When I was younger I had a dream about a rock that emerged from the middle of a lake. It was night and a bit hard to see so I swam out to look at it. It was the face of Alice. Her eyes were closed and her expression was one of sleep. I climbed onto the rock and laid my entire body on top of it. I could still feel the days heat radiating from some deep hidden Source like a granite sun. I told her(almost like a promise) I will never be the same again.
season of burning leaves
by raphael dagold
He is looking for something perfect
in the vacant lot full of voices.
We are knives made of a diamond,
say shards of plate glass edged like water
beside dead crowns of August goldenrod.
I am as big as your head,
nods the dull rock squatting
like a dumb frog in the glass.
I am still perfect, says a half marble
bedded in dirt. What isn’t?
Halved, quartered, split in a hundred
sharpnesses each with its own whole summer
glittering, as from the articulated eyes
of the green fly shining like gasoline in oil,
each perfect thing:
there’s the imagined part, mythic,
library book driven, whole beings
popping from one milky solidity
into the next, face of a pomegranate,
face of a leopard, face of a dove’s tail,
face of the chain-link fence
with a hole at the level of his knee,
face in the forearm of his fake leather jacket
where a broken girl put out her cigarette
ten times slow. Face out of black holes.
But August again evaporates
into particles of something else,
a whole head out of the lot:
ears of a rusted hinge,
brow of a broken wheel,
throat out of glass and cracked rubber,
nape of a Nike sole,
skull of the frog stone, eyes,
eyes of the sweet smell
of locust leaves eaten by oxygen.
Let’s go, says the head. Let’s go.
I see more and more that the happiest -wait no let me rephrase – the most meaningful lives are ones in which you are committed to that which is larger than you and fills you with moments of awe and transparency and joy. That is not to say these meaningful lives are not punctuated with loneliness doubt pain or anxiety. No we can’t avoid the debt that comes with living but to live a meaningful life is to sacrifice yourself- your small ego with its daily wants and pedestrian cares to that of something greater. People find this in marriage in children in a cause in a career in music and language and research and science. We dedicate ourselves to something that is larger than ourselves because it has something important to tell us and teach us. And that is why we are here. To give our entire self to this search for meaning. To live in the daily life and to feel the heartbeat of that which moves us which is invisible and great and by every means of a life lived, transformative.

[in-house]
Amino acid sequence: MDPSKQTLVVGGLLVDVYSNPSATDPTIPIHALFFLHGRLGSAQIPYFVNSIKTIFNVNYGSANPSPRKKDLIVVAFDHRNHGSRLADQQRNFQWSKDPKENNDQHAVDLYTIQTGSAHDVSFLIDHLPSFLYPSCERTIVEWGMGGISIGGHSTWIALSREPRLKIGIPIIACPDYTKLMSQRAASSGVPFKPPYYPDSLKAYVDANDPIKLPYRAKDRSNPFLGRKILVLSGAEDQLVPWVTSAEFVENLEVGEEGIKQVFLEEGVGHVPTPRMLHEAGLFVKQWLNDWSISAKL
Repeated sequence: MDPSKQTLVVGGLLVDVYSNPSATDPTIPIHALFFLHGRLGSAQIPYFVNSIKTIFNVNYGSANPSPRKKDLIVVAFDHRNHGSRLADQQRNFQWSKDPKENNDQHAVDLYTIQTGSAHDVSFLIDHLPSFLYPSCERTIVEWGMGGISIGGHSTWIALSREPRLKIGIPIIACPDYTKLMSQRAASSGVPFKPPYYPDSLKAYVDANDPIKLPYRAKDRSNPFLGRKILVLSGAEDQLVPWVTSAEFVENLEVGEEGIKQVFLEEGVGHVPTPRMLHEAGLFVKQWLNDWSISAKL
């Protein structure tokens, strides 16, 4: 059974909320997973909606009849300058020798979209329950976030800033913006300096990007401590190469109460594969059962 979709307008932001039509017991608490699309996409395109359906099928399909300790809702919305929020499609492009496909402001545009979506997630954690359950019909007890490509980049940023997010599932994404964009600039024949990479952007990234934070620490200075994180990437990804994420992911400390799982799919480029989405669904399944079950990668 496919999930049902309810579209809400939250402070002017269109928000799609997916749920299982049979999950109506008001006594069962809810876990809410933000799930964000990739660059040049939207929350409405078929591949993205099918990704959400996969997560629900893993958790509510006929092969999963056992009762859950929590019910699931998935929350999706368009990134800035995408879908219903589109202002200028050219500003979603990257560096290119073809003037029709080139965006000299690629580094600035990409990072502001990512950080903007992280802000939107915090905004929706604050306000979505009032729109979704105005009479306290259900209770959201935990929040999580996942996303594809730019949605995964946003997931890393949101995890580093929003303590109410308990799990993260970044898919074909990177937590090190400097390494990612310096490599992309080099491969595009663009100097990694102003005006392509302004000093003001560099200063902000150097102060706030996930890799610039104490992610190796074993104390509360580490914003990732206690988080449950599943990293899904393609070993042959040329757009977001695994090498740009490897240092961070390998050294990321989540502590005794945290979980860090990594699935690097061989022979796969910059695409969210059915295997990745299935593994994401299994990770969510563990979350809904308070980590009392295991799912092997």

I haunt for God and love in extinct places.
All day the stars watch from long ago
my mother said I am going now
when you are alone you will be all right
whether or not you know you will know
look at the old house in the dawn rain
all the flowers are forms of water
the sun reminds them through a white cloud
touches the patchwork spread on the hill
the washed colors of the afterlife
that lived there long before you were born
see how they wake without a question
even though the whole world is burning
— W.S. Merwin, from his Pulitzer-Prize winning book The Shadow of Sirius (Copper Canyon Press, 2009)
By Wisława Szymborska
I prefer the cinema.
I prefer cats.
I prefer oak-trees by the Warta.
I prefer Dickens to Dostoyevsky.
I prefer myself liking humans
to myself loving humanity.
I prefer having a thread with a needle close at hand.
I prefer green.
I prefer not claiming that
the intellect should be blamed for everything.
I prefer exceptions.
I prefer leaving before.
I prefer talking to doctors about something else.
I prefer old marked illustrations.
I prefer being laughable because of writing poems
to being laughable because of not writing them.
I prefer odd anniversaries in love life,
to be celebrated every day.
I prefer moralists
who do not promise me anything.
I prefer calculated goodness to goodness that is too gullible.
I prefer the earth in civvy street.
I prefer conquered countries to the conquering ones.
I prefer having my objections.
I prefer the hell of chaos to the hell of order.
I prefer Grimm tales to the first pages of newspapers.
I prefer leaves without flowers to flowers without leaves.
I prefer dogs with their tails unclipped.
I prefer fair eyes since mine are dark.
I prefer drawers.
I prefer many things I have not listed above
to many others unlisted here.
I prefer noughts that are loose
to those queueing for a digit.
I prefer insect time to stellar time.
I prefer touching wood.
I prefer not asking how much longer and when.
I prefer considering even such a possibility
that existence has its reasons.
so beautiful, yes?
Dreams fled away, this country bedroom, raw
With the touch of the dawn, wrapped in a minor peace,
Hears through an open window the garden draw
Long pitch black breaths, lay bare its apple trees,
Ripe pear trees, brambles, windfall-sweetened soil,
Exhale rough sweetness against the starry slates.
Nearer the river sleeps St. John’s, all toil
Locked fast inside a dream with iron gates.
Domestic Autumn, like an animal
Long used to handling by those countrymen,
Rubs her kind hide against the bedroom wall
Sensing a fragrant child come back again
– Not this half-tolerated consciousness
That plants its grammar in her yielding weather
But that unspeaking daughter, growing less
Familiar where we fell asleep together.
Wakeful moth wings blunder near a chair,
Toss their light shell at the glass, and go
To inhabit the living starlight. Stranded hair
Stirs on still linen. It is as though
The black breathing that billows her sleep, her name,
Drugged under judgement, waned and – bearing daggers
And balances–down the lampless darkness they came,
Moving like women : Justice, Truth, such figures.
– Thomas Kinsella
ph: via Lita Bosch